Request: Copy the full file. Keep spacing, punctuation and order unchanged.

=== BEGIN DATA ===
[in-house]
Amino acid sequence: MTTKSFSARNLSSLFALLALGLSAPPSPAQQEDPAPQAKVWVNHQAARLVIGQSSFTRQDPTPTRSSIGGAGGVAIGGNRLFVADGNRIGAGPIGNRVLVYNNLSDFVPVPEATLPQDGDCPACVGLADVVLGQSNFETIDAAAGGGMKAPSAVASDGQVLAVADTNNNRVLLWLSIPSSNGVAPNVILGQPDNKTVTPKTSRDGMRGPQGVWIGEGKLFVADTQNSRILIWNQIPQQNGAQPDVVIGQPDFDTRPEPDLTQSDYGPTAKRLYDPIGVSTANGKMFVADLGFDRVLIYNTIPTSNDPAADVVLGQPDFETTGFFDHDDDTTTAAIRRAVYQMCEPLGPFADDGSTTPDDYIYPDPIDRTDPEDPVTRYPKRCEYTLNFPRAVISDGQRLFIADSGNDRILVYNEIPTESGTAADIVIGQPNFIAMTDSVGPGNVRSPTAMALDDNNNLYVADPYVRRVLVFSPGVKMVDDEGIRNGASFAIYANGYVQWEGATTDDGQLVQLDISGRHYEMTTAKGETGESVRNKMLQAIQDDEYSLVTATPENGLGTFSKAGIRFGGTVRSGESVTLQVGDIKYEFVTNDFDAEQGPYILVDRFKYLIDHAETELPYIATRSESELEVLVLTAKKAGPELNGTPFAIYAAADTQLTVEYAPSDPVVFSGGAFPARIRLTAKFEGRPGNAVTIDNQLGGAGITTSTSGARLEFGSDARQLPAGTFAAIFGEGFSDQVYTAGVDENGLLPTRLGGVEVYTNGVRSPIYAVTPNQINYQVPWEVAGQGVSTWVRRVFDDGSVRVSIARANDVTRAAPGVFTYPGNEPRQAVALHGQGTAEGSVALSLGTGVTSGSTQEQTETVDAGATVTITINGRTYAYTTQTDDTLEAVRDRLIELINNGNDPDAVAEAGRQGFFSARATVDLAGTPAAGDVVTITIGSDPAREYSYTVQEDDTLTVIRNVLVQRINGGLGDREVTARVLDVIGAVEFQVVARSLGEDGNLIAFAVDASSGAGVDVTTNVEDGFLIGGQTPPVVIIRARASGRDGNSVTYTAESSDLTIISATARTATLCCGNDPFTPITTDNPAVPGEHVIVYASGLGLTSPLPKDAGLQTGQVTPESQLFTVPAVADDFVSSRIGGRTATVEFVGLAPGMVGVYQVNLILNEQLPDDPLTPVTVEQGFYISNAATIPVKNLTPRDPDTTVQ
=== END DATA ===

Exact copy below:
[in-house]
Amino acid sequence: MTTKSFSARNLSSLFALLALGLSAPPSPAQQEDPAPQAKVWVNHQAARLVIGQSSFTRQDPTPTRSSIGGAGGVAIGGNRLFVADGNRIGAGPIGNRVLVYNNLSDFVPVPEATLPQDGDCPACVGLADVVLGQSNFETIDAAAGGGMKAPSAVASDGQVLAVADTNNNRVLLWLSIPSSNGVAPNVILGQPDNKTVTPKTSRDGMRGPQGVWIGEGKLFVADTQNSRILIWNQIPQQNGAQPDVVIGQPDFDTRPEPDLTQSDYGPTAKRLYDPIGVSTANGKMFVADLGFDRVLIYNTIPTSNDPAADVVLGQPDFETTGFFDHDDDTTTAAIRRAVYQMCEPLGPFADDGSTTPDDYIYPDPIDRTDPEDPVTRYPKRCEYTLNFPRAVISDGQRLFIADSGNDRILVYNEIPTESGTAADIVIGQPNFIAMTDSVGPGNVRSPTAMALDDNNNLYVADPYVRRVLVFSPGVKMVDDEGIRNGASFAIYANGYVQWEGATTDDGQLVQLDISGRHYEMTTAKGETGESVRNKMLQAIQDDEYSLVTATPENGLGTFSKAGIRFGGTVRSGESVTLQVGDIKYEFVTNDFDAEQGPYILVDRFKYLIDHAETELPYIATRSESELEVLVLTAKKAGPELNGTPFAIYAAADTQLTVEYAPSDPVVFSGGAFPARIRLTAKFEGRPGNAVTIDNQLGGAGITTSTSGARLEFGSDARQLPAGTFAAIFGEGFSDQVYTAGVDENGLLPTRLGGVEVYTNGVRSPIYAVTPNQINYQVPWEVAGQGVSTWVRRVFDDGSVRVSIARANDVTRAAPGVFTYPGNEPRQAVALHGQGTAEGSVALSLGTGVTSGSTQEQTETVDAGATVTITINGRTYAYTTQTDDTLEAVRDRLIELINNGNDPDAVAEAGRQGFFSARATVDLAGTPAAGDVVTITIGSDPAREYSYTVQEDDTLTVIRNVLVQRINGGLGDREVTARVLDVIGAVEFQVVARSLGEDGNLIAFAVDASSGAGVDVTTNVEDGFLIGGQTPPVVIIRARASGRDGNSVTYTAESSDLTIISATARTATLCCGNDPFTPITTDNPAVPGEHVIVYASGLGLTSPLPKDAGLQTGQVTPESQLFTVPAVADDFVSSRIGGRTATVEFVGLAPGMVGVYQVNLILNEQLPDDPLTPVTVEQGFYISNAATIPVKNLTPRDPDTTVQ